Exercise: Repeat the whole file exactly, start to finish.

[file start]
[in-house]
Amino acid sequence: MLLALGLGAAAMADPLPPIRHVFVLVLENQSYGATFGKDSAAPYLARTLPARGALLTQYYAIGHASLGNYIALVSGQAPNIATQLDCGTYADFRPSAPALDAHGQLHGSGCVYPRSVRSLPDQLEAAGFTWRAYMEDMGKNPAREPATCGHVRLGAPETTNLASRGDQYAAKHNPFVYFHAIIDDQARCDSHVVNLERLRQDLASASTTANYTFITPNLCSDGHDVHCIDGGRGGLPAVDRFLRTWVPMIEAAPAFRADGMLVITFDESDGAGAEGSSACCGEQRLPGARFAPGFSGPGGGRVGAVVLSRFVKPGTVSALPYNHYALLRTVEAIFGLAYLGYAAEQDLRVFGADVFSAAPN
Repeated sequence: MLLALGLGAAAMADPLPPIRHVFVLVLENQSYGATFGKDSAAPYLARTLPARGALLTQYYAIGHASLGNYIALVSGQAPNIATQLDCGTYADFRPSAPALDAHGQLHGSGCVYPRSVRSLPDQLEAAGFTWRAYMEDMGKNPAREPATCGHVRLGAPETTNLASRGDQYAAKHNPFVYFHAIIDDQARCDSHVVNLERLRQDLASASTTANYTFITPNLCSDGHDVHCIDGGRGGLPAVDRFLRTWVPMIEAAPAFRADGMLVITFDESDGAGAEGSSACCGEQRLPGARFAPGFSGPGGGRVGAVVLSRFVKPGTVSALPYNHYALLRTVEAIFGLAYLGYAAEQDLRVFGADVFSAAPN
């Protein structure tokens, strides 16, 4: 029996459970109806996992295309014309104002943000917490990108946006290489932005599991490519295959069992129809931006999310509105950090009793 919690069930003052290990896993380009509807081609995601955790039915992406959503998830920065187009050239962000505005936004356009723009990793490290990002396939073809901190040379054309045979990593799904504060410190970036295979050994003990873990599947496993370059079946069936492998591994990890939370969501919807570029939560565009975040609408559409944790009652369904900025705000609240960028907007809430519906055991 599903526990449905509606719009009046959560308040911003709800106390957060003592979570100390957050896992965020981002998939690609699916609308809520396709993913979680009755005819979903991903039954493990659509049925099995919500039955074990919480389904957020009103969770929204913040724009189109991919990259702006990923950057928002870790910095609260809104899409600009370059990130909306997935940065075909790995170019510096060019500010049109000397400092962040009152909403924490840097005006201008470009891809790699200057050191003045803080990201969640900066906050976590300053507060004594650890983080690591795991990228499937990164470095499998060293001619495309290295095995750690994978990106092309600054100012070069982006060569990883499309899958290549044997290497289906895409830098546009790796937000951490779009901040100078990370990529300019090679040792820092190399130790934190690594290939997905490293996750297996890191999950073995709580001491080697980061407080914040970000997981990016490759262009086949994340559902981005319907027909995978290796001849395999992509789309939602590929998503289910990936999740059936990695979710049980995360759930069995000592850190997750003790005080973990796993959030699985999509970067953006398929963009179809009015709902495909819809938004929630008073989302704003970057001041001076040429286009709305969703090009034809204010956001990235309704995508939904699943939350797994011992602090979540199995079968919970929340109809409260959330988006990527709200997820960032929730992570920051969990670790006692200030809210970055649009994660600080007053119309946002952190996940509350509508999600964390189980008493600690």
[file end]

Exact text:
[in-house]
Amino acid sequence: MLLALGLGAAAMADPLPPIRHVFVLVLENQSYGATFGKDSAAPYLARTLPARGALLTQYYAIGHASLGNYIALVSGQAPNIATQLDCGTYADFRPSAPALDAHGQLHGSGCVYPRSVRSLPDQLEAAGFTWRAYMEDMGKNPAREPATCGHVRLGAPETTNLASRGDQYAAKHNPFVYFHAIIDDQARCDSHVVNLERLRQDLASASTTANYTFITPNLCSDGHDVHCIDGGRGGLPAVDRFLRTWVPMIEAAPAFRADGMLVITFDESDGAGAEGSSACCGEQRLPGARFAPGFSGPGGGRVGAVVLSRFVKPGTVSALPYNHYALLRTVEAIFGLAYLGYAAEQDLRVFGADVFSAAPN
Repeated sequence: MLLALGLGAAAMADPLPPIRHVFVLVLENQSYGATFGKDSAAPYLARTLPARGALLTQYYAIGHASLGNYIALVSGQAPNIATQLDCGTYADFRPSAPALDAHGQLHGSGCVYPRSVRSLPDQLEAAGFTWRAYMEDMGKNPAREPATCGHVRLGAPETTNLASRGDQYAAKHNPFVYFHAIIDDQARCDSHVVNLERLRQDLASASTTANYTFITPNLCSDGHDVHCIDGGRGGLPAVDRFLRTWVPMIEAAPAFRADGMLVITFDESDGAGAEGSSACCGEQRLPGARFAPGFSGPGGGRVGAVVLSRFVKPGTVSALPYNHYALLRTVEAIFGLAYLGYAAEQDLRVFGADVFSAAPN
């Protein structure tokens, strides 16, 4: 029996459970109806996992295309014309104002943000917490990108946006290489932005599991490519295959069992129809931006999310509105950090009793 919690069930003052290990896993380009509807081609995601955790039915992406959503998830920065187009050239962000505005936004356009723009990793490290990002396939073809901190040379054309045979990593799904504060410190970036295979050994003990873990599947496993370059079946069936492998591994990890939370969501919807570029939560565009975040609408559409944790009652369904900025705000609240960028907007809430519906055991 599903526990449905509606719009009046959560308040911003709800106390957060003592979570100390957050896992965020981002998939690609699916609308809520396709993913979680009755005819979903991903039954493990659509049925099995919500039955074990919480389904957020009103969770929204913040724009189109991919990259702006990923950057928002870790910095609260809104899409600009370059990130909306997935940065075909790995170019510096060019500010049109000397400092962040009152909403924490840097005006201008470009891809790699200057050191003045803080990201969640900066906050976590300053507060004594650890983080690591795991990228499937990164470095499998060293001619495309290295095995750690994978990106092309600054100012070069982006060569990883499309899958290549044997290497289906895409830098546009790796937000951490779009901040100078990370990529300019090679040792820092190399130790934190690594290939997905490293996750297996890191999950073995709580001491080697980061407080914040970000997981990016490759262009086949994340559902981005319907027909995978290796001849395999992509789309939602590929998503289910990936999740059936990695979710049980995360759930069995000592850190997750003790005080973990796993959030699985999509970067953006398929963009179809009015709902495909819809938004929630008073989302704003970057001041001076040429286009709305969703090009034809204010956001990235309704995508939904699943939350797994011992602090979540199995079968919970929340109809409260959330988006990527709200997820960032929730992570920051969990670790006692200030809210970055649009994660600080007053119309946002952190996940509350509508999600964390189980008493600690």